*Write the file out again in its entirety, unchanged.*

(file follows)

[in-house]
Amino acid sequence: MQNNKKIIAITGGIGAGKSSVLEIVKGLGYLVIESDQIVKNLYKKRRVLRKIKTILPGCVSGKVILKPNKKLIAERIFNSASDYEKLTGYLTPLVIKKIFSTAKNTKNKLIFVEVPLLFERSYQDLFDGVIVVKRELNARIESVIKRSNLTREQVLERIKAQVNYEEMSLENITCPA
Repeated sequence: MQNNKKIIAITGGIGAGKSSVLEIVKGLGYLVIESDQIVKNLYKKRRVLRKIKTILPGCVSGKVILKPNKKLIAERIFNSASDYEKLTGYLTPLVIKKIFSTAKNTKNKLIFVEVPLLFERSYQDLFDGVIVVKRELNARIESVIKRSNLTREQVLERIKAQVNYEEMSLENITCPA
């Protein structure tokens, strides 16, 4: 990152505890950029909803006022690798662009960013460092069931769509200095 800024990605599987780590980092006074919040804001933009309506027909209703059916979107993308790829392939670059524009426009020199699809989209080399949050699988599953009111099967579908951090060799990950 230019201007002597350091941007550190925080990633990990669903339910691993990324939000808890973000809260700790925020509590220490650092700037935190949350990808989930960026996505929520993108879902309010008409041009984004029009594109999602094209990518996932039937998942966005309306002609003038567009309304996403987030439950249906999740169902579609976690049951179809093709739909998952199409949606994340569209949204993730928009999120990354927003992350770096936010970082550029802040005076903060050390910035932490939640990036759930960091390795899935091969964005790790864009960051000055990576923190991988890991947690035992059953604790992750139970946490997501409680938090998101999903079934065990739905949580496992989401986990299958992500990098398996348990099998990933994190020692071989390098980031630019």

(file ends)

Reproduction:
[in-house]
Amino acid sequence: MQNNKKIIAITGGIGAGKSSVLEIVKGLGYLVIESDQIVKNLYKKRRVLRKIKTILPGCVSGKVILKPNKKLIAERIFNSASDYEKLTGYLTPLVIKKIFSTAKNTKNKLIFVEVPLLFERSYQDLFDGVIVVKRELNARIESVIKRSNLTREQVLERIKAQVNYEEMSLENITCPA
Repeated sequence: MQNNKKIIAITGGIGAGKSSVLEIVKGLGYLVIESDQIVKNLYKKRRVLRKIKTILPGCVSGKVILKPNKKLIAERIFNSASDYEKLTGYLTPLVIKKIFSTAKNTKNKLIFVEVPLLFERSYQDLFDGVIVVKRELNARIESVIKRSNLTREQVLERIKAQVNYEEMSLENITCPA
């Protein structure tokens, strides 16, 4: 990152505890950029909803006022690798662009960013460092069931769509200095 800024990605599987780590980092006074919040804001933009309506027909209703059916979107993308790829392939670059524009426009020199699809989209080399949050699988599953009111099967579908951090060799990950 230019201007002597350091941007550190925080990633990990669903339910691993990324939000808890973000809260700790925020509590220490650092700037935190949350990808989930960026996505929520993108879902309010008409041009984004029009594109999602094209990518996932039937998942966005309306002609003038567009309304996403987030439950249906999740169902579609976690049951179809093709739909998952199409949606994340569209949204993730928009999120990354927003992350770096936010970082550029802040005076903060050390910035932490939640990036759930960091390795899935091969964005790790864009960051000055990576923190991988890991947690035992059953604790992750139970946490997501409680938090998101999903079934065990739905949580496992989401986990299958992500990098398996348990099998990933994190020692071989390098980031630019």